This might seem like a ridiculous argument, but it is true that many serial killers are also artists. This includes Andre Crawford, Hadden Clark, Richard Ramirez, Robert Bard, John Wayne Gacy, Joseph Druce, and Chané Van Heerde. This seems like a disturbing pattern, but there are two important points. Most of these killers began drawing after they were incarcerated, and it it impossible to look at a work of art and deduce anything about a person’s likelihood of being a serial killer. Further, Diana suffered serious abuse as a child, and this art was a way to work through his issues.

The jury took just 90 minutes to find Diana guilty. This is Florida after all. He was convicted of publication, distribution, and advertising obscenity. He was sentenced to 3 years’ probation and a 3,000 dollar fine. He was ordered to stay away from minors, despite no evidence that he was a danger to minors. He had to get a psychiatric evaluation at his own expense, and pay for any treatment. He was also ordered to do three years community service at eight hours a week. He was also ordered to not draw anything that could be considered obscene, even for his personal use. Police were allowed to make surprise searches of his home to make sure there was no obscene artwork there.

Here is the funny thing about all of this. Not funny hah-hah though. He was convicted on obscenity charges, which deal exclusively with sex. The most offensive part of his comics are the violence though. We have an exception to free speech for obscenity – sexual content- but there is no exception for violence. That is protected. Sex is not. Welcome to America.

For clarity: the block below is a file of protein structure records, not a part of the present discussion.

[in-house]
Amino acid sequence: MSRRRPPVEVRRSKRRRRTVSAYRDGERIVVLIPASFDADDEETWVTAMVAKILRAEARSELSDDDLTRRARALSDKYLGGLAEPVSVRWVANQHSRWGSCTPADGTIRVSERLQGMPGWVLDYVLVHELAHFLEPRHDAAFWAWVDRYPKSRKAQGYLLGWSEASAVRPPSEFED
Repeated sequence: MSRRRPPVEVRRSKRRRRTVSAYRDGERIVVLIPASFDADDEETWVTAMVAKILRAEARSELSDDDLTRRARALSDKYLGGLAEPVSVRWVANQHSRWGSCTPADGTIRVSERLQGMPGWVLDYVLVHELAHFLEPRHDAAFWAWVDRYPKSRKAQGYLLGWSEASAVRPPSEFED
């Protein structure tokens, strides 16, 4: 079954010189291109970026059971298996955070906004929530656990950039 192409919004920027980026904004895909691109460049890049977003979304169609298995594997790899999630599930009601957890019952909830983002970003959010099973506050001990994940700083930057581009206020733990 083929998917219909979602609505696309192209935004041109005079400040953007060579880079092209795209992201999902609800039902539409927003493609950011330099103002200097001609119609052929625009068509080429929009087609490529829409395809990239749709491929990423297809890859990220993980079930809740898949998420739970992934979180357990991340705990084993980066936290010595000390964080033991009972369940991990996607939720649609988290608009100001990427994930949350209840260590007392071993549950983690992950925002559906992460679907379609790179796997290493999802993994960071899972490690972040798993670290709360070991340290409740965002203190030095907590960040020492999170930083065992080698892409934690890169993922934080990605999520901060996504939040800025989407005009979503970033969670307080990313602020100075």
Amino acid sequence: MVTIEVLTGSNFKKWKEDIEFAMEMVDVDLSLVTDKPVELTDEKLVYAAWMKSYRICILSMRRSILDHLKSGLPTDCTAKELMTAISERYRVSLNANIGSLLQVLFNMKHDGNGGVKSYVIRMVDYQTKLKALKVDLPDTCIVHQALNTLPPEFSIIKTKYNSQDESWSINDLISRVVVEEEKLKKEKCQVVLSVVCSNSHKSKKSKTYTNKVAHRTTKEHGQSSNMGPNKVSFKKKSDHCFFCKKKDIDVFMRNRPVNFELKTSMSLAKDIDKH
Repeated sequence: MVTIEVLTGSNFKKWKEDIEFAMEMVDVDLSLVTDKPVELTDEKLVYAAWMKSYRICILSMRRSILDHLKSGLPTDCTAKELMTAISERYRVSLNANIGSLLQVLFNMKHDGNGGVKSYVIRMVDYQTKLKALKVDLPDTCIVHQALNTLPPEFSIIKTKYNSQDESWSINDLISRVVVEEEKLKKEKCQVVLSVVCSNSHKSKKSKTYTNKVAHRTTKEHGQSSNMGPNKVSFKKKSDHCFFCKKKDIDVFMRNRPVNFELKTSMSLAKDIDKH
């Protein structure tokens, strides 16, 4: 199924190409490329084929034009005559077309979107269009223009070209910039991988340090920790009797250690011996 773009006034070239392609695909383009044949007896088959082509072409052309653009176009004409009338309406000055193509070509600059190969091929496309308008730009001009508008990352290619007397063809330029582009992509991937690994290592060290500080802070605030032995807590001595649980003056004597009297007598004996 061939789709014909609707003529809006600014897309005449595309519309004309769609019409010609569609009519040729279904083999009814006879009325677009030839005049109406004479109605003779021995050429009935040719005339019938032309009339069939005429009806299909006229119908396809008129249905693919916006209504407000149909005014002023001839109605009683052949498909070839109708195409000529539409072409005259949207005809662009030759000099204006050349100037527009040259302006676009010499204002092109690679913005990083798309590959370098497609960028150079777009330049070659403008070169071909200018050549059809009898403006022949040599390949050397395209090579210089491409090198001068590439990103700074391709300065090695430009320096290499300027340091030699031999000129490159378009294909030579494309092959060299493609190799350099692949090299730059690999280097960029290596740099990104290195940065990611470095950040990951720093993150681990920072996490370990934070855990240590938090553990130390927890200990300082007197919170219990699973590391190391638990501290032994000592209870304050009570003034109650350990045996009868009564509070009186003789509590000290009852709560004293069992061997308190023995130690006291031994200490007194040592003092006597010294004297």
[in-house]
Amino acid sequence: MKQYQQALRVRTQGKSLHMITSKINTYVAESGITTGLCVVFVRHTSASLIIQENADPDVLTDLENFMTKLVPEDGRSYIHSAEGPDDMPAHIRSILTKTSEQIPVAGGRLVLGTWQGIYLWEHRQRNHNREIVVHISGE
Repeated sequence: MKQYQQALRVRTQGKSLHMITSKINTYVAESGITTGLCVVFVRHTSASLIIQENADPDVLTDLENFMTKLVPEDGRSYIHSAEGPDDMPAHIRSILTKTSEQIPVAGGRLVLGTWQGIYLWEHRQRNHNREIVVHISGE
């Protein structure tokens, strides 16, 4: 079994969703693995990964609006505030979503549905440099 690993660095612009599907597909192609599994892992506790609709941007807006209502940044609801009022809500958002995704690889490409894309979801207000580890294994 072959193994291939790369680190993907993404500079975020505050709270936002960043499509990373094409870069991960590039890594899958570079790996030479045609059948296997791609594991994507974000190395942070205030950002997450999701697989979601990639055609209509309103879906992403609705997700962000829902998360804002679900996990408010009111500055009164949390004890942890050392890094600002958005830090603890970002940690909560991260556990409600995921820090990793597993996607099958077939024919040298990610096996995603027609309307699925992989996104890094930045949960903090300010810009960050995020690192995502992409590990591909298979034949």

This cannot be found illegal under our obscenity laws as there is no sexual component – it is protected speech

The most bizarre part about our obscenity laws is that, according to Bob Corn Revere, a first amendment lawyer on retainer for the Comic Book Legal Defense Fund, “Obscenity is the only crime that I’m aware of where you don’t know you’ve committed it until the jury tells you you have.” It is all based on community standards, and whether something is found obscene or not is a crapshoot. There is no way to know what is obscene until a jury decides that something is obscene. He was barred from drawing anything obscene, even though there is no legal definition of what is obscene. That you can go to jail for doing something that it is impossible to know whether it is legal or not ahead of time is one of the greatest failings of our legal system.